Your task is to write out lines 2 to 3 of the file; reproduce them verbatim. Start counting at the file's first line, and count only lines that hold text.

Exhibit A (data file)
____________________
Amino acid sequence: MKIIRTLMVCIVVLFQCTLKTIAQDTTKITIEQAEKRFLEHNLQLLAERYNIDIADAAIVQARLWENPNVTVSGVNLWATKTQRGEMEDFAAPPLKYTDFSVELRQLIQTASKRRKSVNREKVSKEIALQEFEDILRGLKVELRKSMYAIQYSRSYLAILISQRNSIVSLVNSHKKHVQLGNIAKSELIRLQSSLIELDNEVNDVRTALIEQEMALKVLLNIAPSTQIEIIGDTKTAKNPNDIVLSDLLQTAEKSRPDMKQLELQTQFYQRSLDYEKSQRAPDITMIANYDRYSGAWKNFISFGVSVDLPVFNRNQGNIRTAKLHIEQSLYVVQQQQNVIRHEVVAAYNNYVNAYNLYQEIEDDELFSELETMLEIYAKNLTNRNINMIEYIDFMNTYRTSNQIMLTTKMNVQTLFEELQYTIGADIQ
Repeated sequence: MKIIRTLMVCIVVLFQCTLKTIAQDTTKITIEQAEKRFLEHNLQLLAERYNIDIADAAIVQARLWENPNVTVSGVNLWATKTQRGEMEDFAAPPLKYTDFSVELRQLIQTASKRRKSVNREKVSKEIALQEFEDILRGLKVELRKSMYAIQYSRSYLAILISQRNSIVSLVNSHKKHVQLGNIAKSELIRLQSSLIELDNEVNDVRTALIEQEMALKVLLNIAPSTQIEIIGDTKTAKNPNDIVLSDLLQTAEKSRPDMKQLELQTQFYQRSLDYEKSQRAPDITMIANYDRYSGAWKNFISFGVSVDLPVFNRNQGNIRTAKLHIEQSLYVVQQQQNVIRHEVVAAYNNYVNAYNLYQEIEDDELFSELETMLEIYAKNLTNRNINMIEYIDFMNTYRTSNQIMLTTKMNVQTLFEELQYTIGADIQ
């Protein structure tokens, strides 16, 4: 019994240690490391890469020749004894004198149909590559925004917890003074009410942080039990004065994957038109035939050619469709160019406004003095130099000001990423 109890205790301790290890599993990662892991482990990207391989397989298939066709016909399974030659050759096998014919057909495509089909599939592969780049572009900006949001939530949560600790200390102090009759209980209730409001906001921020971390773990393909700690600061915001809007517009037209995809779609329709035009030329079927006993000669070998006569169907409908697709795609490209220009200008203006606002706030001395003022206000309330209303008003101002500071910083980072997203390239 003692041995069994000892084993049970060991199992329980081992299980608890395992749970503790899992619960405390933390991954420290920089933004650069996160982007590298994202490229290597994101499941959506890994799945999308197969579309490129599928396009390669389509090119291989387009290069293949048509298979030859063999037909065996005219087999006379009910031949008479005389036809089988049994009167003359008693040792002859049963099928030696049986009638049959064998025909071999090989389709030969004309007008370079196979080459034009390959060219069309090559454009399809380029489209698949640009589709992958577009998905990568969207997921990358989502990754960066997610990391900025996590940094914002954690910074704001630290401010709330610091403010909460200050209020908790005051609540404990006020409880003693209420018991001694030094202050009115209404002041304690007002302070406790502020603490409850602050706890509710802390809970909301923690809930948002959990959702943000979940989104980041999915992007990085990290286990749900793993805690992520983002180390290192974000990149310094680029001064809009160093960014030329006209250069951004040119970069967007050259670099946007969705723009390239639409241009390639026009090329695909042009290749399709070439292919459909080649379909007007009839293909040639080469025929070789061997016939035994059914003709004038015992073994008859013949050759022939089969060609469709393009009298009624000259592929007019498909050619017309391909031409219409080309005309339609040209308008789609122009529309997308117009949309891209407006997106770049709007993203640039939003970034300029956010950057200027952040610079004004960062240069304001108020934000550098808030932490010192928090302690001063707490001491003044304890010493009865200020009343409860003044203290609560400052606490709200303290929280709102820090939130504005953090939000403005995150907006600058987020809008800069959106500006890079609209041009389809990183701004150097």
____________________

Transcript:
Repeated sequence: MKIIRTLMVCIVVLFQCTLKTIAQDTTKITIEQAEKRFLEHNLQLLAERYNIDIADAAIVQARLWENPNVTVSGVNLWATKTQRGEMEDFAAPPLKYTDFSVELRQLIQTASKRRKSVNREKVSKEIALQEFEDILRGLKVELRKSMYAIQYSRSYLAILISQRNSIVSLVNSHKKHVQLGNIAKSELIRLQSSLIELDNEVNDVRTALIEQEMALKVLLNIAPSTQIEIIGDTKTAKNPNDIVLSDLLQTAEKSRPDMKQLELQTQFYQRSLDYEKSQRAPDITMIANYDRYSGAWKNFISFGVSVDLPVFNRNQGNIRTAKLHIEQSLYVVQQQQNVIRHEVVAAYNNYVNAYNLYQEIEDDELFSELETMLEIYAKNLTNRNINMIEYIDFMNTYRTSNQIMLTTKMNVQTLFEELQYTIGADIQ
């Protein structure tokens, strides 16, 4: 019994240690490391890469020749004894004198149909590559925004917890003074009410942080039990004065994957038109035939050619469709160019406004003095130099000001990423 109890205790301790290890599993990662892991482990990207391989397989298939066709016909399974030659050759096998014919057909495509089909599939592969780049572009900006949001939530949560600790200390102090009759209980209730409001906001921020971390773990393909700690600061915001809007517009037209995809779609329709035009030329079927006993000669070998006569169907409908697709795609490209220009200008203006606002706030001395003022206000309330209303008003101002500071910083980072997203390239 003692041995069994000892084993049970060991199992329980081992299980608890395992749970503790899992619960405390933390991954420290920089933004650069996160982007590298994202490229290597994101499941959506890994799945999308197969579309490129599928396009390669389509090119291989387009290069293949048509298979030859063999037909065996005219087999006379009910031949008479005389036809089988049994009167003359008693040792002859049963099928030696049986009638049959064998025909071999090989389709030969004309007008370079196979080459034009390959060219069309090559454009399809380029489209698949640009589709992958577009998905990568969207997921990358989502990754960066997610990391900025996590940094914002954690910074704001630290401010709330610091403010909460200050209020908790005051609540404990006020409880003693209420018991001694030094202050009115209404002041304690007002302070406790502020603490409850602050706890509710802390809970909301923690809930948002959990959702943000979940989104980041999915992007990085990290286990749900793993805690992520983002180390290192974000990149310094680029001064809009160093960014030329006209250069951004040119970069967007050259670099946007969705723009390239639409241009390639026009090329695909042009290749399709070439292919459909080649379909007007009839293909040639080469025929070789061997016939035994059914003709004038015992073994008859013949050759022939089969060609469709393009009298009624000259592929007019498909050619017309391909031409219409080309005309339609040209308008789609122009529309997308117009949309891209407006997106770049709007993203640039939003970034300029956010950057200027952040610079004004960062240069304001108020934000550098808030932490010192928090302690001063707490001491003044304890010493009865200020009343409860003044203290609560400052606490709200303290929280709102820090939130504005953090939000403005995150907006600058987020809008800069959106500006890079609209041009389809990183701004150097």